Within the Programs folder and its subfolders, you can drag existing shortcuts from
one folder to another.
To create a new shortcut, drag the executable file and drop it inside the folder you
want to use. Remember that if you want to create a shortcut for a document or
other nonexecutable file, right-drag the file and then select Create Shortcut(s) Here
when you drop the file.
You can create your own folders within the Programs folder hierarchy and they’ll
appear as submenus within the All Programs menu.
You can rename a shortcut the same way you rename any file.
You can delete a shortcut the same way you delete any file.
Working with All Programs Menu Shortcuts Directly
Many of the chores listed in the previous section are more easily performed by working
directly within the All Programs menu itself. That is, you open the All Programs menu,
find the shortcut you want to work with, and then use any of these techniques:
Drag the shortcut to another section of its current menu
Drag the shortcut to another menu or to the Recycle Bin
Right-click the shortcut and then select a command (such as Delete) from the
context menu
Customizing the Taskbar for Easier Program and
Document Launching
In Windows XP, the taskbar acts somewhat like a mini-application. The purpose of this
“application” is to display a button for each running program and to enable you to
switch from one program to another. And like most applications these days, the
taskbar also has its own toolbars that, in this case, enable you to launch programs and
documents.
Displaying the Built-In Taskbar Toolbars
In Service Pack 2, the Windows XP taskbar comes with five default toolbars:
Address This toolbar contains a text box into which you can type a local address
(such as a folder or file path), a network address (a UNC path), or an
Internet address. When you press Enter or click the Go button, Windows
XP loads the address into Windows Explorer (if you entered a local or
network folder address), an application (if you entered a file path), or
Internet Explorer (if you entered an Internet address). In other words,
this toolbar works just like the Address Bar used by Windows Explorer
and Internet Explorer.
CHAPTER 10 Customizing the Windows XP Interface244
Links This toolbar contains several buttons that link to predefined Internet
sites. This is the same as the Links toolbar that appears in Internet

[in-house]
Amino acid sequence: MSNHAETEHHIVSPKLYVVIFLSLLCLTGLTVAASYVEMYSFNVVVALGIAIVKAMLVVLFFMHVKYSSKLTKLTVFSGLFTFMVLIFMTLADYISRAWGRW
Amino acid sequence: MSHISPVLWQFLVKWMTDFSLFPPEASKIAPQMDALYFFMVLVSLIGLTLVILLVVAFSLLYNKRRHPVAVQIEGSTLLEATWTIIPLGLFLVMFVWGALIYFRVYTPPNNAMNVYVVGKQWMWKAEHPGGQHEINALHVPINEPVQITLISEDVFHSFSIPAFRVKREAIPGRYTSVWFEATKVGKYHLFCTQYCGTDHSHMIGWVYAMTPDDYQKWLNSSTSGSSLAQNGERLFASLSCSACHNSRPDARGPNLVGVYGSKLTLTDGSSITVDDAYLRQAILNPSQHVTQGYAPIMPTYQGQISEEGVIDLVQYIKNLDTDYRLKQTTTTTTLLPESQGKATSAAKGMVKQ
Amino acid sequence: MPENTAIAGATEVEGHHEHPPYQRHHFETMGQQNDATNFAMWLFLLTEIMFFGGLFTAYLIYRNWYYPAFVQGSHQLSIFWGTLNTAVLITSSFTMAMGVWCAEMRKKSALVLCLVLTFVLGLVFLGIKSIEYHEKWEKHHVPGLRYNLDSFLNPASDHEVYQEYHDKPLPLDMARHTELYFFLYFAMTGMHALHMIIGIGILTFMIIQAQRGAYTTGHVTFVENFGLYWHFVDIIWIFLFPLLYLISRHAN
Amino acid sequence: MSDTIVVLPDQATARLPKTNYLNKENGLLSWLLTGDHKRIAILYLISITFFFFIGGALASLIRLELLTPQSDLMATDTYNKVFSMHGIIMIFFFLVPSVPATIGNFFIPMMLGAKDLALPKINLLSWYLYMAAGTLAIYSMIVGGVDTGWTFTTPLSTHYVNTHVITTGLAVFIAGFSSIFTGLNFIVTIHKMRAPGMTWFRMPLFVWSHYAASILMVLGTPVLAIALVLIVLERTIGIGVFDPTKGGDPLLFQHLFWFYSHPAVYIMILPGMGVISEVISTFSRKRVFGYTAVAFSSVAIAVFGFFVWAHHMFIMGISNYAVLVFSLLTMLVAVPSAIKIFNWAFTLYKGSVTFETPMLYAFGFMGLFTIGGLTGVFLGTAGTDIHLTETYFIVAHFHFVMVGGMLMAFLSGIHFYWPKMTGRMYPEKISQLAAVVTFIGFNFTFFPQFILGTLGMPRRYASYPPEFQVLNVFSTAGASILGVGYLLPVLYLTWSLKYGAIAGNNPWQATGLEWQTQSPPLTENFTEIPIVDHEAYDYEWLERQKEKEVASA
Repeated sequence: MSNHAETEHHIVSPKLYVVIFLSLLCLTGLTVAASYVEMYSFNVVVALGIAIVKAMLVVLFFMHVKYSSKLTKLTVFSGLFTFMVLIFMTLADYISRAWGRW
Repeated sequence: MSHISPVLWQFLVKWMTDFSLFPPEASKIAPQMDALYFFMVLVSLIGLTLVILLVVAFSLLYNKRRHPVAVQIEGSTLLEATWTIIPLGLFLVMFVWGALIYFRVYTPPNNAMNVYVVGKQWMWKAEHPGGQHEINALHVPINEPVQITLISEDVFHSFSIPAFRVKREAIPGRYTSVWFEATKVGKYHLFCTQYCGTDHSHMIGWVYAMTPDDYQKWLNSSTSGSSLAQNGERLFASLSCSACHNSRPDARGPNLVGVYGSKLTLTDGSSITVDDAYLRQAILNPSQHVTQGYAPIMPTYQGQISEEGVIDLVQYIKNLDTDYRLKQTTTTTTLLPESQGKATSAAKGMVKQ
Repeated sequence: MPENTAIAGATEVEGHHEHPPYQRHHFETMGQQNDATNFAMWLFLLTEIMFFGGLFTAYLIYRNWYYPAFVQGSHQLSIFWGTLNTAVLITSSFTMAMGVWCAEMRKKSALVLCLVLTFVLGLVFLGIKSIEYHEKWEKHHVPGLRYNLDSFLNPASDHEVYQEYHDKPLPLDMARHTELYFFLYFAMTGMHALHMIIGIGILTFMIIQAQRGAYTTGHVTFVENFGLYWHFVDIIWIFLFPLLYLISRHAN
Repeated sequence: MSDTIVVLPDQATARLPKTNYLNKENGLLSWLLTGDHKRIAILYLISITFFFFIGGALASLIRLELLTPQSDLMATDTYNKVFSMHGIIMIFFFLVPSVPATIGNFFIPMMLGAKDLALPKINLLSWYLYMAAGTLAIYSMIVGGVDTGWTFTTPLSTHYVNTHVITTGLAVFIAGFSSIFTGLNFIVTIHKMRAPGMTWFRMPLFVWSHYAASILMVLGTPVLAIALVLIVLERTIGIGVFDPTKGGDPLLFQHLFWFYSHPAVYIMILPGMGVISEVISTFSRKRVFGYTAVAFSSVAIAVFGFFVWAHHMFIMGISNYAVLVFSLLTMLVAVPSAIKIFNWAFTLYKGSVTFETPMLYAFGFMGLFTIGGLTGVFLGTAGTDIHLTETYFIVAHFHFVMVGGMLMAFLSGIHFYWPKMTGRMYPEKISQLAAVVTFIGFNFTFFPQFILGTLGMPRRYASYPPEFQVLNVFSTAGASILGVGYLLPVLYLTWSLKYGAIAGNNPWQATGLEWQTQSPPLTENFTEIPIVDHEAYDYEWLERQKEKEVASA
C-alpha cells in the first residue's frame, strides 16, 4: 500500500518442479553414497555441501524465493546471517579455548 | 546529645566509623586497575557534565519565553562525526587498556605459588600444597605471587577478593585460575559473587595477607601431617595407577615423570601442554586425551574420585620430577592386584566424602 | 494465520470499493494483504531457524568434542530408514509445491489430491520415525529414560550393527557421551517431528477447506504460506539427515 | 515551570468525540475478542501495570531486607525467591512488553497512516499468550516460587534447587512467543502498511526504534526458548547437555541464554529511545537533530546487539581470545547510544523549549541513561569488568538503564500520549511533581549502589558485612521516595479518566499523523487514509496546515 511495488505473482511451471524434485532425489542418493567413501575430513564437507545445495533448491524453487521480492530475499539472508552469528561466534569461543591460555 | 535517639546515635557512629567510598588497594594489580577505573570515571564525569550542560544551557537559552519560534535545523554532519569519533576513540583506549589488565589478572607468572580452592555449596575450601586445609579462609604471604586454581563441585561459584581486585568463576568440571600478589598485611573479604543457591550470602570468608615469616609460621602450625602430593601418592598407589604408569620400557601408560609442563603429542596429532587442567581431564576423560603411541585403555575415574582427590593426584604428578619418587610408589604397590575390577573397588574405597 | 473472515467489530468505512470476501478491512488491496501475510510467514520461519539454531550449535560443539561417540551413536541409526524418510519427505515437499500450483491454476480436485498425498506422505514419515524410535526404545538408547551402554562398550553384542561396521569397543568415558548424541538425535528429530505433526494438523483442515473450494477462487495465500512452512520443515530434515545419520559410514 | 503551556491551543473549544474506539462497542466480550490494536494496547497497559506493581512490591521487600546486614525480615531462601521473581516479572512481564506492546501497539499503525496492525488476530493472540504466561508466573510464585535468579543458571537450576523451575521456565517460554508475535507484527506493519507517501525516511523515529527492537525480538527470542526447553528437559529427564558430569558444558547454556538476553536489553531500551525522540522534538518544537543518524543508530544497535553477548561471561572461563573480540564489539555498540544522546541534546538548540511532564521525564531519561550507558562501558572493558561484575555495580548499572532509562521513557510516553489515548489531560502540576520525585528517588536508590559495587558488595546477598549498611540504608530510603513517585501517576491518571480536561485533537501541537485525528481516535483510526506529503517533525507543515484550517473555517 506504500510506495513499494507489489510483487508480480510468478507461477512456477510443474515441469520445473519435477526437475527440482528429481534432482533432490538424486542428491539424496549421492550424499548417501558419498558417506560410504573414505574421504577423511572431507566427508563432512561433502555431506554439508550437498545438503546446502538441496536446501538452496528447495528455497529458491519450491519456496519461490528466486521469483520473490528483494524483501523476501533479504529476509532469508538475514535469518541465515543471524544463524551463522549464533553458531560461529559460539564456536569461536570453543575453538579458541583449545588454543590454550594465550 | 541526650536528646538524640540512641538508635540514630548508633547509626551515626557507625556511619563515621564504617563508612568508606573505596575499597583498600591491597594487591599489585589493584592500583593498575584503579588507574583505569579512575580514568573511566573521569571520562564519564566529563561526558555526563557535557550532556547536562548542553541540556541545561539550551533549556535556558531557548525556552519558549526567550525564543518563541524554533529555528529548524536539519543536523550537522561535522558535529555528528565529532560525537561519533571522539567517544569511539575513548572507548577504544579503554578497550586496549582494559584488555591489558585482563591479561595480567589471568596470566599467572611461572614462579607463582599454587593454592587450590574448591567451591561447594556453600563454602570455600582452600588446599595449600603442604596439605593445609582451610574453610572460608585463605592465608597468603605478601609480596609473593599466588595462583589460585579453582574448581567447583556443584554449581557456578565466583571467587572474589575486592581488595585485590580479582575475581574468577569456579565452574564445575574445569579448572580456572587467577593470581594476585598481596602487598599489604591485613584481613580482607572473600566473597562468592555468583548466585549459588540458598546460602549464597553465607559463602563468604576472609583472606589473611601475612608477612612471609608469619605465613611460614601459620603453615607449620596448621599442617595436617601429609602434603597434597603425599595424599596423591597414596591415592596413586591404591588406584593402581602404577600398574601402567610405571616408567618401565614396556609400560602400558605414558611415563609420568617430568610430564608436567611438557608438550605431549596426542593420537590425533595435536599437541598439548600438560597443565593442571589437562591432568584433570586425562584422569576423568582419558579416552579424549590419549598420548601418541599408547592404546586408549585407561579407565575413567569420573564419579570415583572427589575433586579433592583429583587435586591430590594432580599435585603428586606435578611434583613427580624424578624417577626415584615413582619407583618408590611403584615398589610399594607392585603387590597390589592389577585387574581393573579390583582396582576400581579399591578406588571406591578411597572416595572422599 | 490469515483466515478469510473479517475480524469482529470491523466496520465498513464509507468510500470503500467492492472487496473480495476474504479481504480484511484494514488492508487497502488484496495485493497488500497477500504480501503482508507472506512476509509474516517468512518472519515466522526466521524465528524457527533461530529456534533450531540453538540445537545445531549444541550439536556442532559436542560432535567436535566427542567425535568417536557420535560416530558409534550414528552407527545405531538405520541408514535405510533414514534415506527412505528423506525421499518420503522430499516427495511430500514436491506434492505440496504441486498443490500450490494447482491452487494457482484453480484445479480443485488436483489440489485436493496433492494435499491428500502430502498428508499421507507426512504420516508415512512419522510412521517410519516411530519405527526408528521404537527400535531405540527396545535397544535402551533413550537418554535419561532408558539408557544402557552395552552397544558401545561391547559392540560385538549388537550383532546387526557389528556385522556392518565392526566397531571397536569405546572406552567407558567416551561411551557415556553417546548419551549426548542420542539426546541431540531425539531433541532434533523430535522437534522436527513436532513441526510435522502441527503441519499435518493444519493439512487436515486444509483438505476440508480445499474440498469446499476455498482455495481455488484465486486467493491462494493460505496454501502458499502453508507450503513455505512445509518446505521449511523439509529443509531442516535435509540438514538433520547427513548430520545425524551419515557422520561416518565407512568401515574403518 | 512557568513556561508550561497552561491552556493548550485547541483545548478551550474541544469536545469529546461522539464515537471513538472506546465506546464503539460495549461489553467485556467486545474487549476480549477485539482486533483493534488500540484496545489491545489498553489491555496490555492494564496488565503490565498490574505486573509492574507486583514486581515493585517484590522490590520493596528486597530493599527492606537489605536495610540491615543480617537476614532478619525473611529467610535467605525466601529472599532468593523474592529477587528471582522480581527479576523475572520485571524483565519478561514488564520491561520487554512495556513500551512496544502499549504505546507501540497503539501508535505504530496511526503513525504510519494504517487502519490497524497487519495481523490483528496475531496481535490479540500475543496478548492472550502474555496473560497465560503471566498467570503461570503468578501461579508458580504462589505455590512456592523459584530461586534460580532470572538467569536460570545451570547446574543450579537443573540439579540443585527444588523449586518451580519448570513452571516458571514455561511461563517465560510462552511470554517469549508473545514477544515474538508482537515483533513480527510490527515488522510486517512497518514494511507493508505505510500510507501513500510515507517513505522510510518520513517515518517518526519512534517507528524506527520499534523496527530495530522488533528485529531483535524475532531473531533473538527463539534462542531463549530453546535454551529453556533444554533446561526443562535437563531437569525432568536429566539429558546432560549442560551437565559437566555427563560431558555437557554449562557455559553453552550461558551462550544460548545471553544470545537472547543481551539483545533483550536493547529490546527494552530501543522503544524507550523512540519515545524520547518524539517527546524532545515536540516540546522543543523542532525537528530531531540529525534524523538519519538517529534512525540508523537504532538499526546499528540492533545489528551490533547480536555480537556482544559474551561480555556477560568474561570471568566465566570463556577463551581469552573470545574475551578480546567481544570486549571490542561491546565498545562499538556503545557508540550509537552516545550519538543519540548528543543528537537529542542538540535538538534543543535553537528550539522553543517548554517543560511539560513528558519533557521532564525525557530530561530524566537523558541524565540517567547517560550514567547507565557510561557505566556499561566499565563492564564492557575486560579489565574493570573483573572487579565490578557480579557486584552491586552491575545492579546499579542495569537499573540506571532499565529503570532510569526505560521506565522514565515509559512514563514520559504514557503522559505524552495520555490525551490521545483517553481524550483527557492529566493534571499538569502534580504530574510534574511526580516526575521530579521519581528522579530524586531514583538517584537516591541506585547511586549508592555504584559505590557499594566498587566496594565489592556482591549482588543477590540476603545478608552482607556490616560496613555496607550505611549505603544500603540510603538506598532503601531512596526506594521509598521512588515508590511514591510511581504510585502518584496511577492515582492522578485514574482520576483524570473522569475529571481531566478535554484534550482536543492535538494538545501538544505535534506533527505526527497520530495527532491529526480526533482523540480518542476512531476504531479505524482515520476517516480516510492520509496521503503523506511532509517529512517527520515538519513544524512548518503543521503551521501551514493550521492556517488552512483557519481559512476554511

Explorer.
Windows Media Player This toolbar contains controls for playing media. When you activate this
toolbar, it appears when you minimize the Windows Media Player
window.
Quick Launch This is a collection of one-click icons that launch Internet Explorer or
Media Player, or clear the desktop. Other applications—such as Microsoft
Office—also add icons to this toolbar.
Desktop This toolbar contains all the desktop icons, as well as an icon for Internet
Explorer and submenus for My Documents, My Computer, and My
Network Places.
To toggle these toolbars on and off, you must first right-click an empty spot on the
taskbar. In the shortcut menu that appears, click Toolbars and then click the toolbar you
want to work with.
Setting Some Taskbar Toolbar Options
After you’ve displayed a toolbar, there are a number of options you can set to customize
the look of the toolbar and to make the toolbars easier to work with. Right-click an empty
section of the toolbar and then click one of the following commands:
View This command displays a submenu with two options: Large Icons and
Small Icons. These commands determine the size of the toolbar’s icons.
For example, if a toolbar has more icons than can be shown given its
current size, switch to the Small Icons view.
Show Text This command toggles the icon titles on and off. If you turn on the titles,
it makes it easier to decipher what each icon does, but you’ll see fewer
icons in a given space.
Show Title This command toggles the toolbar title (displayed to the left of the
icons) on and off.
Creating New Taskbar Toolbars
In addition to the predefined taskbar toolbars, you can also create new toolbars that
display the contents of any folder on your system. For example, if you have a folder of
programs or documents that you launch regularly, you can get one-click access to those
items by displaying that folder as a toolbar. Here are the steps to follow:
1. Right-click an empty spot on the toolbar, and then click Toolbars, New Toolbar.
Windows XP displays the New Toolbar dialog box.
Customizing the Taskbar for Easier Program and Document Launching 245
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